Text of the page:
Sussman: It was a Polish rabbi, a Bulgarian singing waiter, an Italian opera singer, a German doctor, a self-taught musical genius, and a brothel pianist.
Tavis: These are the six?
Sussman: Those are the six, yeah.
Tavis: Oh, Lord. (Laughter)
Manilow: The story is just unbelievable, that we didn’t know anything about.
Tavis: So beyond the music, is there something else with that disparate a group that becomes the commonality for them?
Sussman: It’s about those six diverse human beings who had nothing else in common with each other -
Tavis: But the music.
Sussman: Right, becoming one.
Manilow: And it happens to our cast too. It’s been happening to our cast. The six guys that didn’t know each other, that were all coming from different cities and all, they are now a group.
They are friends, they are beginning to become in love with each other, just like they did. That’s what’s so beautiful to watch. But I did meet Rabbi. We call him Rabbi.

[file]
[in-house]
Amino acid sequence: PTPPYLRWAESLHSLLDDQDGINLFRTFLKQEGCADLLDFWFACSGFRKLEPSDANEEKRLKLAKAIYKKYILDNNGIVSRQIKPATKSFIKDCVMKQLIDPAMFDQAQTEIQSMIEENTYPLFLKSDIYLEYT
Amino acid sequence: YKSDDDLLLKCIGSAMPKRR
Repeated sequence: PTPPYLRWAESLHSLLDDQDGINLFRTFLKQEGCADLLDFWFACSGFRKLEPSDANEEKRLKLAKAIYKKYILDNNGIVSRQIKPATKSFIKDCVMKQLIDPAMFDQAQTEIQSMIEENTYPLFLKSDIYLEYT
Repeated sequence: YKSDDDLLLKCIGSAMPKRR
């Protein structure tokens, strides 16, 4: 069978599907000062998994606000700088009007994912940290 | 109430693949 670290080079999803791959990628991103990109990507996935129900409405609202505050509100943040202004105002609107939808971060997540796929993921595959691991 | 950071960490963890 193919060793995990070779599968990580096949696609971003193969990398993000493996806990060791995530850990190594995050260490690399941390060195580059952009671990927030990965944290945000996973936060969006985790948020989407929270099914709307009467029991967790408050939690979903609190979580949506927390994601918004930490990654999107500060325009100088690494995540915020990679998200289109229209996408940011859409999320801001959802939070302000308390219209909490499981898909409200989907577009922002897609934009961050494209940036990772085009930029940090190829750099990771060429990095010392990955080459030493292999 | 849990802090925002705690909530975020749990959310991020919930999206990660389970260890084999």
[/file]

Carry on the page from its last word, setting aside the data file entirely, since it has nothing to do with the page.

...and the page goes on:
Sussman: His nickname is Rabbi because he was a rabbi, so they called him Rabbi just as a nickname.
Manilow: Right, he really was a canter. When we did the play in La Jolla years ago, I got a call from the A Cappella association of America asking me if I would give him an award because they knew we were doing this, and they knew that they were an a cappella singing group.
So I said sure, and we thought well, maybe he’d, when he fled, he would have gone to Israel or to New York or I don’t know where -
Manilow: I live in Palm Springs, as I’ve told you. Well, he fled to Palm Springs, and I was writing this beautiful stuff for his character to sing, and he lived four blocks away from my house.
Sussman: Tavis, you can practically see his house from Barry’s.
Tavis: You didn’t know this?
Tavis: All this time?
Tavis: Oh, wow. (Laughs)
Manilow: There I was, sitting at my piano, imagining his young self doing this song to his wife, his young wife, and so they called and I said, “Really? Well, where does he live?” He’s four blocks away. So on the day of, I walked down to – I’d been walking the dogs in front of his house.